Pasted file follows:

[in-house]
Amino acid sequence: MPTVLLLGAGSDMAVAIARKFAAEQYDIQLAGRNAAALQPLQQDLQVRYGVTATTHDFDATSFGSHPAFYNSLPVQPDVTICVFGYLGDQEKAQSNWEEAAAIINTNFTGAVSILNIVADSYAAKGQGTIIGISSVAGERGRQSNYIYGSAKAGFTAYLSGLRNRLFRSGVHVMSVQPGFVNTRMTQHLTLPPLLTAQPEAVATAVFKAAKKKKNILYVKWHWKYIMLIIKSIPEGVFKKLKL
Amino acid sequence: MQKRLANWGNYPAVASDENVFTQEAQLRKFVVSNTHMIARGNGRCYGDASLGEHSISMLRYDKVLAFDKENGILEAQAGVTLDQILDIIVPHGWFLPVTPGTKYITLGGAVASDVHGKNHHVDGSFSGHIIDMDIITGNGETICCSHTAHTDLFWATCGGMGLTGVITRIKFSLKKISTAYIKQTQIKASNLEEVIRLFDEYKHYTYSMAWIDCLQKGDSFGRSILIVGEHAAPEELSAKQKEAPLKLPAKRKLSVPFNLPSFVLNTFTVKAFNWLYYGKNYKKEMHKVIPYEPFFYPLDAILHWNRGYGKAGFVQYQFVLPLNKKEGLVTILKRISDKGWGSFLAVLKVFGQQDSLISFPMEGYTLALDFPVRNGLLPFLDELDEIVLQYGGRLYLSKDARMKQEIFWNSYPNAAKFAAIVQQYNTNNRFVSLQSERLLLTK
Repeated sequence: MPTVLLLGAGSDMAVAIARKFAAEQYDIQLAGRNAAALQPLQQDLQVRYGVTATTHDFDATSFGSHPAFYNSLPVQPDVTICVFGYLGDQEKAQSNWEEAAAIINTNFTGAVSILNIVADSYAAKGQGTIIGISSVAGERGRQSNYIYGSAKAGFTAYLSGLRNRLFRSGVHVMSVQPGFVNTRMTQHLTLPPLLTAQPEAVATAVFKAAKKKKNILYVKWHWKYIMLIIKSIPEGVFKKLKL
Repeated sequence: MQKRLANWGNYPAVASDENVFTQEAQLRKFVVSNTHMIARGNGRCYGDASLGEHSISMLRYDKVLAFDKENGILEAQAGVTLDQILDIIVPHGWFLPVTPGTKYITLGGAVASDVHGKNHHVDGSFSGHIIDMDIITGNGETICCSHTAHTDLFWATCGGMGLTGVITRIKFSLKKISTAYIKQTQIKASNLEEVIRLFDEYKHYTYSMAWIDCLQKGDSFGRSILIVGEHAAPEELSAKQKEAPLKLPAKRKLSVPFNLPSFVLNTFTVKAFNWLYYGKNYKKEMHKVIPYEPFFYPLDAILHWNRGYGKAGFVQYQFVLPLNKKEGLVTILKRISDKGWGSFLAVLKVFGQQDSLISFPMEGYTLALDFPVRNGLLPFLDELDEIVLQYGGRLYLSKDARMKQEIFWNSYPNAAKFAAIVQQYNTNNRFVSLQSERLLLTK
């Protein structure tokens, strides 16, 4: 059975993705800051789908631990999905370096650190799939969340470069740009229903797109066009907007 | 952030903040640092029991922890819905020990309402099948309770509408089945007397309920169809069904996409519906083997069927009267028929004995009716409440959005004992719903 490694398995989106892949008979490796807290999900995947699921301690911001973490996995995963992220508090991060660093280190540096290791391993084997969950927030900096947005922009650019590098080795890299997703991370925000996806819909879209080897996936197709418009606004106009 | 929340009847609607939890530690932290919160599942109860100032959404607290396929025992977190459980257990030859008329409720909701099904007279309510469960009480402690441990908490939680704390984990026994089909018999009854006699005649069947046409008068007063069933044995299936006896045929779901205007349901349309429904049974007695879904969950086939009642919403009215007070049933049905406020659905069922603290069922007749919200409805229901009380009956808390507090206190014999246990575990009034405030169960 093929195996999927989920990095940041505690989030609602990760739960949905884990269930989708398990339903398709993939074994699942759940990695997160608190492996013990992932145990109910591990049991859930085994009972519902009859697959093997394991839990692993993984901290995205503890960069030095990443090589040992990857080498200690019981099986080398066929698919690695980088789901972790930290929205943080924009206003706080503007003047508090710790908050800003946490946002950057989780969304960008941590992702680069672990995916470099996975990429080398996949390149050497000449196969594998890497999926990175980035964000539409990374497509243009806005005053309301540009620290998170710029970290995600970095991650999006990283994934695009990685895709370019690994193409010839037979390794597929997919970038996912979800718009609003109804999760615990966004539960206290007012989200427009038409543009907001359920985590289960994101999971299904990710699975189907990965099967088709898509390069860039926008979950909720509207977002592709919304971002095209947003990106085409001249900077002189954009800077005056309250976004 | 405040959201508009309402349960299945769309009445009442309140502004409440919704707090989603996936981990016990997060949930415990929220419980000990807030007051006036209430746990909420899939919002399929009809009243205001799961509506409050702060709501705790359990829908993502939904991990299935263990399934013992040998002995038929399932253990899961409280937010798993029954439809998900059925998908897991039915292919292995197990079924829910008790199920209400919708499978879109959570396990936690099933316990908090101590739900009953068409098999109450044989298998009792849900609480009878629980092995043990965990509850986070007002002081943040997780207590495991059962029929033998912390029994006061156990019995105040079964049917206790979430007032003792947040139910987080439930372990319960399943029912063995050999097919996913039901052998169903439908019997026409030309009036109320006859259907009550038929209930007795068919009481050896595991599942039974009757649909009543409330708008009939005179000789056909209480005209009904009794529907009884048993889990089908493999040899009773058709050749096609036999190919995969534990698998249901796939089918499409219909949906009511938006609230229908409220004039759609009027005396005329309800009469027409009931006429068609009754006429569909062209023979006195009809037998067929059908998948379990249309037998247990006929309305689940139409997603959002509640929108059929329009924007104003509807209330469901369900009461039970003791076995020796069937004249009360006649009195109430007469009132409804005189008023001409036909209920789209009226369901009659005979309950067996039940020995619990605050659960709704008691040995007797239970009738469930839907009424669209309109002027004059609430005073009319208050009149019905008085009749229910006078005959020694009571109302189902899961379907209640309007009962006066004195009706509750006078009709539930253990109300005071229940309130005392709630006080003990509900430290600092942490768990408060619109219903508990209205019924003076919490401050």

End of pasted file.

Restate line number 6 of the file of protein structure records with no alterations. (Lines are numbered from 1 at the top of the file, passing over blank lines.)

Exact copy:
């Protein structure tokens, strides 16, 4: 059975993705800051789908631990999905370096650190799939969340470069740009229903797109066009907007 | 952030903040640092029991922890819905020990309402099948309770509408089945007397309920169809069904996409519906083997069927009267028929004995009716409440959005004992719903 490694398995989106892949008979490796807290999900995947699921301690911001973490996995995963992220508090991060660093280190540096290791391993084997969950927030900096947005922009650019590098080795890299997703991370925000996806819909879209080897996936197709418009606004106009 | 929340009847609607939890530690932290919160599942109860100032959404607290396929025992977190459980257990030859008329409720909701099904007279309510469960009480402690441990908490939680704390984990026994089909018999009854006699005649069947046409008068007063069933044995299936006896045929779901205007349901349309429904049974007695879904969950086939009642919403009215007070049933049905406020659905069922603290069922007749919200409805229901009380009956808390507090206190014999246990575990009034405030169960 093929195996999927989920990095940041505690989030609602990760739960949905884990269930989708398990339903398709993939074994699942759940990695997160608190492996013990992932145990109910591990049991859930085994009972519902009859697959093997394991839990692993993984901290995205503890960069030095990443090589040992990857080498200690019981099986080398066929698919690695980088789901972790930290929205943080924009206003706080503007003047508090710790908050800003946490946002950057989780969304960008941590992702680069672990995916470099996975990429080398996949390149050497000449196969594998890497999926990175980035964000539409990374497509243009806005005053309301540009620290998170710029970290995600970095991650999006990283994934695009990685895709370019690994193409010839037979390794597929997919970038996912979800718009609003109804999760615990966004539960206290007012989200427009038409543009907001359920985590289960994101999971299904990710699975189907990965099967088709898509390069860039926008979950909720509207977002592709919304971002095209947003990106085409001249900077002189954009800077005056309250976004 | 405040959201508009309402349960299945769309009445009442309140502004409440919704707090989603996936981990016990997060949930415990929220419980000990807030007051006036209430746990909420899939919002399929009809009243205001799961509506409050702060709501705790359990829908993502939904991990299935263990399934013992040998002995038929399932253990899961409280937010798993029954439809998900059925998908897991039915292919292995197990079924829910008790199920209400919708499978879109959570396990936690099933316990908090101590739900009953068409098999109450044989298998009792849900609480009878629980092995043990965990509850986070007002002081943040997780207590495991059962029929033998912390029994006061156990019995105040079964049917206790979430007032003792947040139910987080439930372990319960399943029912063995050999097919996913039901052998169903439908019997026409030309009036109320006859259907009550038929209930007795068919009481050896595991599942039974009757649909009543409330708008009939005179000789056909209480005209009904009794529907009884048993889990089908493999040899009773058709050749096609036999190919995969534990698998249901796939089918499409219909949906009511938006609230229908409220004039759609009027005396005329309800009469027409009931006429068609009754006429569909062209023979006195009809037998067929059908998948379990249309037998247990006929309305689940139409997603959002509640929108059929329009924007104003509807209330469901369900009461039970003791076995020796069937004249009360006649009195109430007469009132409804005189008023001409036909209920789209009226369901009659005979309950067996039940020995619990605050659960709704008691040995007797239970009738469930839907009424669209309109002027004059609430005073009319208050009149019905008085009749229910006078005959020694009571109302189902899961379907209640309007009962006066004195009706509750006078009709539930253990109300005071229940309130005392709630006080003990509900430290600092942490768990408060619109219903508990209205019924003076919490401050």